At present, quinine remains the drug of choice for the treatment of severe and complicated malaria in most parts of the world. It should always be given by rate-controlled infusion, never by bolus (“push”) intravenous injection. It may also be given intramuscularly diluted to 60-100 mg/ ml. Quinine is safe in pregnancy.
Mild side-effects are common, notably cinchonism (tinnitus, hearing loss, dizziness, nausea, uneasiness, restlessness and blurring of vision); serious cardiovascular and neurological toxicity is rare. Hypoglycaemia is the most serious frequent adverse side-effect. In suspected quinine poisoning, activated charcoal given orally or by nasogastric tube accelerates elimination.
Artemisinin and its derivatives may be administered intrarectally. Suppository formulations of artemisinin, developed originally in China, have proved highly effective in clinical trials in adults and children with severe malaria in Viet Nam in dosages ranging from 10 to 40 mg/kg of body weight. However, more studies are needed to determine the optimal dosage and schedule of administration. The therapeutic response has been as rapid as that following parenteral administration of artesunate and artemether, and the suppositories have been well tolerated. Artemisinin derivatives do not induce hypoglycaemia in pregnancy although there is still very little information on their use in pregnancy. To date there is no reason to withhold these drugs from pregnant women with severe malaria.
Artesunate is now becoming more widely used and is available in oral, intramuscular and intravenous formulations. It is rapidly absorbed with an accelerated parasite clearance time when compared with quinine. The drug is well tolerated with no attributable local or systemic adverse effects. Studies evaluating a suppository formulation of artesunate gel in a gelatin-covered capsule (rectocap) are currently in progress in which adult patients with severe malaria have been treated with 200-mg rectocaps in a total dose ranging from 1200 to 1600 mg over 60-72 hours. However, more studies are needed to determine the optimal dosage and schedule of administration.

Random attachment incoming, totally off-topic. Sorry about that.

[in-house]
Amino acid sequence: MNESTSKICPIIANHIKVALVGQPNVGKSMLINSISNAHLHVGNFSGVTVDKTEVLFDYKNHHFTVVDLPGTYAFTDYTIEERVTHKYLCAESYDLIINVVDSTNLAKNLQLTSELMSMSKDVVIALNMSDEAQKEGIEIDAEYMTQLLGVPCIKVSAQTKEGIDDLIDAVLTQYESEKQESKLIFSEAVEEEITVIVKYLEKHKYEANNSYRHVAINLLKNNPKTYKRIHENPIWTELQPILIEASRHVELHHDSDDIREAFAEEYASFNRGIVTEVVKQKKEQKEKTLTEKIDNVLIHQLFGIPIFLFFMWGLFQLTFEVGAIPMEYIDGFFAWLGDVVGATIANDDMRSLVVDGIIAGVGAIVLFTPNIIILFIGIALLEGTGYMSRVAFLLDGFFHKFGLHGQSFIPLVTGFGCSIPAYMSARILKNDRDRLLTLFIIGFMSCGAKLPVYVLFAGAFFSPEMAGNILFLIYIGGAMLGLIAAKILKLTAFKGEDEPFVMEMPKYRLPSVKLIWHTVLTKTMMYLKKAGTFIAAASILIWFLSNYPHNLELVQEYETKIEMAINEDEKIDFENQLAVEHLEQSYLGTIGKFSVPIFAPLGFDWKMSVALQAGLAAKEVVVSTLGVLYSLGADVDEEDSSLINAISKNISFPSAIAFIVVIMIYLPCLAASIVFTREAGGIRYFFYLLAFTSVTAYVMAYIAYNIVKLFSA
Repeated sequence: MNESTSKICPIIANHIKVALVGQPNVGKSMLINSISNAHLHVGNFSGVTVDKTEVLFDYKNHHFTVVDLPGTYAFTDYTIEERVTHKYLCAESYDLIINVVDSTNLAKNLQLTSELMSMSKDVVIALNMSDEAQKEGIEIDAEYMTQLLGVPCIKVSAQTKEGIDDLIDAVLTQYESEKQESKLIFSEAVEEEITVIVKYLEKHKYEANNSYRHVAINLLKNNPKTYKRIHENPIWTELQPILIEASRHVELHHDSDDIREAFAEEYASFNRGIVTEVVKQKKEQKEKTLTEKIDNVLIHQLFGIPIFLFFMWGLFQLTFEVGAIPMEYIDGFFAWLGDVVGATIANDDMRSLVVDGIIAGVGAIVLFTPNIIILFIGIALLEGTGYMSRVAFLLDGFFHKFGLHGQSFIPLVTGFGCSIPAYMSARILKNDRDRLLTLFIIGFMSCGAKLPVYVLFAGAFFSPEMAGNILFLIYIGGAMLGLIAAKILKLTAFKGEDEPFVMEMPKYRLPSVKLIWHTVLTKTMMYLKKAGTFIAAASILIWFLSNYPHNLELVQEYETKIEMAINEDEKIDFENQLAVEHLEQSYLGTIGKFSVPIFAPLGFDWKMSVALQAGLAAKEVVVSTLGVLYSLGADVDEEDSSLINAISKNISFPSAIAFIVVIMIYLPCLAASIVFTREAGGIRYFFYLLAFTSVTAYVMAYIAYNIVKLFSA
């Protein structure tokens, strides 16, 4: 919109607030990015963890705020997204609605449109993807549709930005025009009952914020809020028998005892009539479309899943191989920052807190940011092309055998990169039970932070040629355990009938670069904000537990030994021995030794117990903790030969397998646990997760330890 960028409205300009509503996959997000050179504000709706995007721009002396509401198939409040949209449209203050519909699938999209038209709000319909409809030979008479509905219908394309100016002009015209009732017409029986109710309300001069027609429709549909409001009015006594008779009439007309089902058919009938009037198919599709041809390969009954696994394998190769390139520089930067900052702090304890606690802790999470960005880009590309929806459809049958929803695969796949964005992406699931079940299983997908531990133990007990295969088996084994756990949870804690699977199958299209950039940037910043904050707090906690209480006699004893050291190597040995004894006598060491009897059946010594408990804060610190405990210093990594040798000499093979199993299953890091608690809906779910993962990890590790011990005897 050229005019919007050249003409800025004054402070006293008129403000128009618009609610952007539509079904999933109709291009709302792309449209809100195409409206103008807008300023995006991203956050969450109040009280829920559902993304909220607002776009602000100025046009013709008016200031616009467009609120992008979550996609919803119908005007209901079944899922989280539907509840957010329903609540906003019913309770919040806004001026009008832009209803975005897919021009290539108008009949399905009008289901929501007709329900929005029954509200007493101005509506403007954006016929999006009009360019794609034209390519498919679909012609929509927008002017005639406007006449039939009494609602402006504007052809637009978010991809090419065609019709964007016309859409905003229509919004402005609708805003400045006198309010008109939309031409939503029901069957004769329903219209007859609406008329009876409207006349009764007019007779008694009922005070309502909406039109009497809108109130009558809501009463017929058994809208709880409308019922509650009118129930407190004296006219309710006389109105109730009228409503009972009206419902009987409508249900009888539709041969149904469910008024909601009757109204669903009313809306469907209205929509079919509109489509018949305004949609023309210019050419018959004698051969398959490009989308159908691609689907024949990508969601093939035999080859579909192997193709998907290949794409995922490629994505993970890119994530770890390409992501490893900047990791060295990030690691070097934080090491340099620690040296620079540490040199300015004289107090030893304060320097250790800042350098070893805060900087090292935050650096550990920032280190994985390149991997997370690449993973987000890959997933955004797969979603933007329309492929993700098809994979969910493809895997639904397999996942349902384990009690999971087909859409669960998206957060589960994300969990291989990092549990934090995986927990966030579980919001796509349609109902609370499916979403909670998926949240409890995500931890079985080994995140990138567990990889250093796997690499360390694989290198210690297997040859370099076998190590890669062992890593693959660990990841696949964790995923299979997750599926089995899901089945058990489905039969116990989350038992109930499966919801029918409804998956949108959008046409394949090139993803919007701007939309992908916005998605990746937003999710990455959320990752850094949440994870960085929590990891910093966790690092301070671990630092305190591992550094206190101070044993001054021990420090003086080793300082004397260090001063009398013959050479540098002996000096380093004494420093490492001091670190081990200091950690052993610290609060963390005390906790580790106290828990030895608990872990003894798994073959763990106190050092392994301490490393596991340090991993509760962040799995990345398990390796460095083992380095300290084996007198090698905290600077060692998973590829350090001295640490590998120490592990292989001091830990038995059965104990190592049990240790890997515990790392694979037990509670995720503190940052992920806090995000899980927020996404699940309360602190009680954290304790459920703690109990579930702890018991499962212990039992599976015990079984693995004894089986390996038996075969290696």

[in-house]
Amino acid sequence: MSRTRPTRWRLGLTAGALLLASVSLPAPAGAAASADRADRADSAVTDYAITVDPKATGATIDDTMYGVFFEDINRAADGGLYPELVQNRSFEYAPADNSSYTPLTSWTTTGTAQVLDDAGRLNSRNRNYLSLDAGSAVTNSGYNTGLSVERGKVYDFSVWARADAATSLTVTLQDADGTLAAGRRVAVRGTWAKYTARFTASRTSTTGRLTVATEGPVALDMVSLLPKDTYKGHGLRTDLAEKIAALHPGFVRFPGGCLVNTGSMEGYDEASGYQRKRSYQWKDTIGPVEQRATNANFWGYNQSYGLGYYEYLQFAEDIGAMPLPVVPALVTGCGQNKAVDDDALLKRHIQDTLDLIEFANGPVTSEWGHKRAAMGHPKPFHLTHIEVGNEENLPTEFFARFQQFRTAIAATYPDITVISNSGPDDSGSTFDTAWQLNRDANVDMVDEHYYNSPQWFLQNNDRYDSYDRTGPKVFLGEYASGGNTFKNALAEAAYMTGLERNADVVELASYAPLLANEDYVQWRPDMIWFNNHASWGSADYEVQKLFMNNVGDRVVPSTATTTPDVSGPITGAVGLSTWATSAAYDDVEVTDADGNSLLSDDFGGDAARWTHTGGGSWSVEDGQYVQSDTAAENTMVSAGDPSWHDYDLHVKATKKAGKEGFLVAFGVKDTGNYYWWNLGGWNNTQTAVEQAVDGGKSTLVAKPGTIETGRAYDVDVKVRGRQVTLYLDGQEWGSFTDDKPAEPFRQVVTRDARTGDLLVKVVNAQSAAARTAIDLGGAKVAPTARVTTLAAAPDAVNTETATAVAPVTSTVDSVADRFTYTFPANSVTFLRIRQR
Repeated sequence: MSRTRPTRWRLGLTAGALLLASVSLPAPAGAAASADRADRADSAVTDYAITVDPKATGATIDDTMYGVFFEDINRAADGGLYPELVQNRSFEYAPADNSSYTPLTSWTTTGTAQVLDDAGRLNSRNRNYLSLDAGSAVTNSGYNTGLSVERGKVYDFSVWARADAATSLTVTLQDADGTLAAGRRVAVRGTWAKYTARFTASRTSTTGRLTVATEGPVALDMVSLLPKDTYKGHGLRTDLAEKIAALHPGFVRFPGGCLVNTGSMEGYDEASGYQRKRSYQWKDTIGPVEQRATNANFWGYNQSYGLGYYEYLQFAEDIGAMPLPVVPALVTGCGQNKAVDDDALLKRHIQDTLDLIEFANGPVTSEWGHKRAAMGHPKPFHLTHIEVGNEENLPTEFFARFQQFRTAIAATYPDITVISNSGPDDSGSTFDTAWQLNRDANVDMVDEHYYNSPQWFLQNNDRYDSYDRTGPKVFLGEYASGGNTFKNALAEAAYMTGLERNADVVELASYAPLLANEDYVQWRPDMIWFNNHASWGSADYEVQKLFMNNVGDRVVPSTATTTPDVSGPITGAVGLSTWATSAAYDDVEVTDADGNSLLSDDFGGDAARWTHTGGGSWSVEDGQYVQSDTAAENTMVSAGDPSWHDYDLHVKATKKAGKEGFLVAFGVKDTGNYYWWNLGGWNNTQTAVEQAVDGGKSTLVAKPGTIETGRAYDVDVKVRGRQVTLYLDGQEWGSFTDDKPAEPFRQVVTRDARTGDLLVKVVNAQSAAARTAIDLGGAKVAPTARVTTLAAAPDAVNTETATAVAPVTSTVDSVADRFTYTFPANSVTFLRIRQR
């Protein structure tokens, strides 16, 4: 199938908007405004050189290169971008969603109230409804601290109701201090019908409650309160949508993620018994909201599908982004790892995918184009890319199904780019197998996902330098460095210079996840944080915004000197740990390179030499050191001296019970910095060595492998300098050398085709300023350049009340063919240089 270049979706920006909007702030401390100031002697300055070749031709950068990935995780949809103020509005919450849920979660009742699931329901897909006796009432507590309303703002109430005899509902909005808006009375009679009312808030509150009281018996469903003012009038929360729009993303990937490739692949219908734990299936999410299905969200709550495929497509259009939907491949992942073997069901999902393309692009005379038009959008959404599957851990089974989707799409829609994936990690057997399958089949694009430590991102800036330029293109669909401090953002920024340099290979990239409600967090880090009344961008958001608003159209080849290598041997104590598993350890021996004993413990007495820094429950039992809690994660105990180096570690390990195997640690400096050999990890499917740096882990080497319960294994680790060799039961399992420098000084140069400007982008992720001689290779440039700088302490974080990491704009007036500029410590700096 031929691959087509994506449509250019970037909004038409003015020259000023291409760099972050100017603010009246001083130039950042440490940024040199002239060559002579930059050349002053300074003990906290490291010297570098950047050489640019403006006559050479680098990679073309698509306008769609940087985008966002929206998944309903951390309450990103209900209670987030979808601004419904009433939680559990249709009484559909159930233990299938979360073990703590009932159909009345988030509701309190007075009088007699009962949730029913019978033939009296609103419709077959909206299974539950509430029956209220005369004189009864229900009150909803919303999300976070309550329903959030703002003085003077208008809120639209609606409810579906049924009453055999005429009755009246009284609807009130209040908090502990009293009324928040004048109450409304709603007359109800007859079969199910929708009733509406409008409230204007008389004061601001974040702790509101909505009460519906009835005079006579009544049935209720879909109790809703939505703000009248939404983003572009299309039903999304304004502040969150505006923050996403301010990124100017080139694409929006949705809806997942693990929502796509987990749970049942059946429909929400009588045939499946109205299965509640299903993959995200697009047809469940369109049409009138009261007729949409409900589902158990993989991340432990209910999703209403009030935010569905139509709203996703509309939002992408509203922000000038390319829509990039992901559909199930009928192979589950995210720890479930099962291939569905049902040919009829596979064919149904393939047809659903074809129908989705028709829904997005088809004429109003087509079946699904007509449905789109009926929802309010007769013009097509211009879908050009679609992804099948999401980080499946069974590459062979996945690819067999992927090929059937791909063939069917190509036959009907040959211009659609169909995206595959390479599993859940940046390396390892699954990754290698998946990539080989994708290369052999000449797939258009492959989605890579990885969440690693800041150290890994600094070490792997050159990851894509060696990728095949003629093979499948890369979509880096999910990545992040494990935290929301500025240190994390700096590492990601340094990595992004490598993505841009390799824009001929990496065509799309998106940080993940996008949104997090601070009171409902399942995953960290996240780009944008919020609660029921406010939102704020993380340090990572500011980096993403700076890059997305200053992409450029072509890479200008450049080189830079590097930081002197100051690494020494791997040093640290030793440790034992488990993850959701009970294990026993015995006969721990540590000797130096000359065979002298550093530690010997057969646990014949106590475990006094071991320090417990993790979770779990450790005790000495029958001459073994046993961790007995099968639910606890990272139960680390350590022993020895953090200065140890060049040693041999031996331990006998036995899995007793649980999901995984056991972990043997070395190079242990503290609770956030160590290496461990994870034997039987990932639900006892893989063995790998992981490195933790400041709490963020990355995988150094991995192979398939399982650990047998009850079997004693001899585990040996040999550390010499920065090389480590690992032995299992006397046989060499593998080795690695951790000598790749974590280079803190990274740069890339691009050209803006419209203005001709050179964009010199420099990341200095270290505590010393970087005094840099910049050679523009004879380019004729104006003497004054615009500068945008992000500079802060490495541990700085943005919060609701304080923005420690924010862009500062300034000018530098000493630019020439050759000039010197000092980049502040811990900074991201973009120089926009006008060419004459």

Artemether is available in oral and intramuscular formulations. Its efficacy, side-effects and availability are similar to artesunate except that the parenteral formulation is oil-based and may be inadequately or erratically absorbed following intramuscular injection in severely ill patients. Studies evaluating the intrarectal administration of the parenteral formulation of artemether in a dosage of 10 mg/ kg of body weight are currently in progress.
Sulfadoxine-pyrimethamine (500 mg + 25 mg)
Sulfadoxine-pyrimethamine should preferably not be given in the first trimester of pregnancy. Sulfonamides should not be given directly to neonates because of the risk of ker-nicterus, but sulfonamide treatment of a lactating woman does not pose a threat to her breastfed neonate unless there is jaundice, prematurity or G6PD deficiency. Theoretically, there might be a risk of kernicterus if sulfonamides were administered in late pregnancy, just before delivery; however, there has been no documented case of this complication. An intramuscular preparation exists and may be useful for treatment of severe malaria if quinine or artemisinin derivatives are not available or cannot be given safely. When the contra-indications to the use of this drug are respected, and when this drug combination is used as a single-dose treatment for malaria in the prescribed manner, severe reactions are rare.
Chloroquine in tablet form is still the most widely prescribed antimalarial drug in the tropics. Despite parasite resistance, it provides symptomatic relief and reduces morbidity and mortality in many endemic areas where resistance is predominantly RI or RII. Its safe use in severe malaria is restricted to Central America where parasite resistance has not been demonstrated. In severe disease, chloroquine, like quinine, should always be given by slow, rate-controlled intravenous infusion and never by bolus (“push”) injection. It can also be given intramuscularly or subcutaneously at a lower dosage than that recommended for intravenous infusion (see inside front cover flap). Oral therapy should be substituted as soon as possible; crushed chloroquine tablets can be given by nasogastric tube if injection is not possible. Immediate side-effects include nausea, vomiting, headache, uneasiness, restlessness, blurred vision, hypotension and pruritus. Acute chloroquine poisoning is manifested by coma, convulsions, dysrhythmias and hypotension.
Mefloquine is effective against all malarial species including multidrug-resistant P. falciparum. Structurally, it resembles quinine. Naturally resistant parasite populations have been reported in various parts of the tropics. It is available only in tablet form. Toxic effects include nausea, abdominal discomfort, vertigo, insomnia and malaise. Acute psychosis and a transient encephalopathy with convulsions are serious but generally short-lived side-effects. In severe malaria a post-malarial neurological syndrome has been reported in Viet Nam, where mefloquine was used to complement parenteral therapy (with artesunate and artemether).